12th October 2015
By Laura Comben
Convincing a client that content can add value to their business is often the first hurdle of many, even if the internet is awash with glossy statistics to get behind. Once you have the client on board, maintaining the same cheery relationship often comes down to tangible results to explain the more abstract notion of brand awareness. The term ‘added value’ gets bandied around in the marketing industry and results are highly subjective in the eyes of the business holder. Creating a successful content marketing channel is often like completing a difficult math question: show that you have the result, but also how you got to that stage. Here are some tips on how to get your great content noticed.
The client will have outlined KPIs and a general sense of what they are about and their audience in an initial discussion; simple research of their website and competitors will also tell you more. To add value, take that information away to build up a content strategy that is cohesive, well-researched and relatable to their target market.
Content should complement other client channels and vice versa. Get together with the media team, managers, the SEO and PPC team and the boss, aka the orchestrater of the deal, to gain insights on which social media posts are clicked on, which PPC ad gained the most engagement and how the client’s email marketing posts are faring to shape your ideas going forward. If a competition has been set up in social for example, include a link in the next blog to drive traffic, or if more people are entering a similar search term for the same product, for example ‘jobs’ rather than ‘careers’, use this in future material to climb the rankings.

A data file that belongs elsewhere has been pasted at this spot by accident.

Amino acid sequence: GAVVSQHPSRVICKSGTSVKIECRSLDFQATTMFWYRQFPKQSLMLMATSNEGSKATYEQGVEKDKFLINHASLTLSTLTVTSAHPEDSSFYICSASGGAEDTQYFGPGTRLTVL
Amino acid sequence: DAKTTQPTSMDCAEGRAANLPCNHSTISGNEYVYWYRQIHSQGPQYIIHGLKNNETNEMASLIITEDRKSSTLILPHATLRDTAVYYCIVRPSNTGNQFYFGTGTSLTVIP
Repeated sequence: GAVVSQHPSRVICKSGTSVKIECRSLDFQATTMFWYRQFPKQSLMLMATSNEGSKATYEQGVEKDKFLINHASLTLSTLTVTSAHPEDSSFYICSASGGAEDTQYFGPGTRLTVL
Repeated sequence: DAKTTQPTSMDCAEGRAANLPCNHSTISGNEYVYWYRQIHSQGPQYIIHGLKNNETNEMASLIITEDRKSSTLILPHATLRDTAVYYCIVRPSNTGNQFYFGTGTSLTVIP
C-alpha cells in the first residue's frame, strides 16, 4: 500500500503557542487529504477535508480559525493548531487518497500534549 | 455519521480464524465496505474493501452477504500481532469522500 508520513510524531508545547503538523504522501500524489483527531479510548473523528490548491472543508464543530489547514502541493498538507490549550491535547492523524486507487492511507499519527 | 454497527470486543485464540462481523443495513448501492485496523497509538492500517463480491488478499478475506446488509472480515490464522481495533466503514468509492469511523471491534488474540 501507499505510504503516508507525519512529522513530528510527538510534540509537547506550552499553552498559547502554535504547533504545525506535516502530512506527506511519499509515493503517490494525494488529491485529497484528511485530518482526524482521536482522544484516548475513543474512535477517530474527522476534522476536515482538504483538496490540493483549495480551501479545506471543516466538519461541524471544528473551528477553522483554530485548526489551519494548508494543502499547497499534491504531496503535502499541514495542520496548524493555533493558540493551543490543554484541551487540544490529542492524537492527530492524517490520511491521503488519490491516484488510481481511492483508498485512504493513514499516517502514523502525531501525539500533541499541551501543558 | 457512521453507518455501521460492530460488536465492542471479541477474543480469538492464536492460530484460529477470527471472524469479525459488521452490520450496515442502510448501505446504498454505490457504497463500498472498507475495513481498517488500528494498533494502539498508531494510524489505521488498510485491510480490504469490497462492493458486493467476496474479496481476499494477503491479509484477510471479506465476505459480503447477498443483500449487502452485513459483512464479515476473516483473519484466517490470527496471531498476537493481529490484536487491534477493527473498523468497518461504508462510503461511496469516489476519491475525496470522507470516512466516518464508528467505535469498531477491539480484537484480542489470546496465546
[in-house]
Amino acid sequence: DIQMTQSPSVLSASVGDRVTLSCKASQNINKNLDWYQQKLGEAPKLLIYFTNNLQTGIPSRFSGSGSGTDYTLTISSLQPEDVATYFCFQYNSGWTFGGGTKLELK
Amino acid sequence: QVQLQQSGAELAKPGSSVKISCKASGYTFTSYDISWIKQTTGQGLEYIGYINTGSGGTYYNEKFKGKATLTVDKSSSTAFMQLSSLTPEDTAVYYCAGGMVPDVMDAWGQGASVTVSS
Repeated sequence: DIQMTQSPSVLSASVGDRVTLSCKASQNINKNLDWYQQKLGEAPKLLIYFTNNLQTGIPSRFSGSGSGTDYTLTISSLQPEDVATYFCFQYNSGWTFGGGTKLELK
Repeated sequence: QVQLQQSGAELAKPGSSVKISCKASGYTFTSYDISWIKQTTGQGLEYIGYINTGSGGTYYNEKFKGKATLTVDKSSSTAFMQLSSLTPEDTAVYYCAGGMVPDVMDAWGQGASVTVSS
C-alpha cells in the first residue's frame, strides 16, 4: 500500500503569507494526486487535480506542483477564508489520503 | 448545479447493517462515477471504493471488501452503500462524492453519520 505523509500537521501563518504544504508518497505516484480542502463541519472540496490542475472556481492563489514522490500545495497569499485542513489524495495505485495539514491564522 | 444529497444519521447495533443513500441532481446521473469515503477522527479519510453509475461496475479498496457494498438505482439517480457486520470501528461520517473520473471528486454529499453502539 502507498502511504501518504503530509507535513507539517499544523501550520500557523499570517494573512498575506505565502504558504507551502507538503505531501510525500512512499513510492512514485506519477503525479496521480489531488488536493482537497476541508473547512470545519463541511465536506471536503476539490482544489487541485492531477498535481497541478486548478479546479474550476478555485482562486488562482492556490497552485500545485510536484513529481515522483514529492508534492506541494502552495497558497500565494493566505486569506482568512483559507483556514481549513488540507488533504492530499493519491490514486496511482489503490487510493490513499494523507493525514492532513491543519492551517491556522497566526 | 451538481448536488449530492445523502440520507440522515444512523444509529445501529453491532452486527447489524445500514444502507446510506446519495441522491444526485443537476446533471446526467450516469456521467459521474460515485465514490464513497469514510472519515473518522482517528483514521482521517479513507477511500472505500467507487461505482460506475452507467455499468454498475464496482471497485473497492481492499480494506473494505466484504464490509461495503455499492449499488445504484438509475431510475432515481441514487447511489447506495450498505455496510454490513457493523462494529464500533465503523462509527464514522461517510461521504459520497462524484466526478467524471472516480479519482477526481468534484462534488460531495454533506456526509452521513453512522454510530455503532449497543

The difference between riding of someone else’s coattails and utilising other blogs to your advantage is all about the execution of your delivery. As any writer worth their salt should know, plagiarism is a big no-no, however, you can research existing content in the industry which is either out of date, badly designed or vague and update it to inform readers in a knowledgeable way, by either explaining what those 10 points actually were in 2013 for example, or follow up a political piece on policy from last year by explaining how many people are now affected.
If you feel like you’re trapped in a small bowl, cast your line over to a wider, established audience pool through guest blogging. When emailing potential sites for a guest blog opportunity, aim high as many guest blog spaces are free. Simply type into Google a news-related search and use the top-ranked publications as your first line of enquiry. Keep going until your land a spot for your voice to be heard. Even if you land a spot on a page two or three website, you’ll be reaching out to a targeted readership in your industry.
Content marketers must deal with raw, hard data to shape a strategy. If you haven’t already, ask each and every single client for access to their Google Analytics account, and if they don’t have one, create one because the Audience, Acquisition and Behavior tabs may become your best allies. Expanding the uses of each tab will need a blog-length answer in itself, so let me direct you here. Remember to set up a strict comparable time frame to make your efforts worthwhile.
Once you’ve built up a bank of content that is worth shouting about, delegate an email outreach strategy to increase traffic. Take to Twitter to find out which influencers have been retweeting what: staff of big brands, editors, managers, etc. If you find a story that relates to something you’ve written for a client, seize the opportunity to contact them directly with a sweet but short message to let them know that your blog offers further reading or a different twist.
As Eleanor Roosevelt once said: “Great minds discuss ideas; average minds discuss events; small minds discuss people.” Let’s discuss your content marketing ideas in the Cobb Digital HQ over a brew. Call us on 01273 208913 to find out more.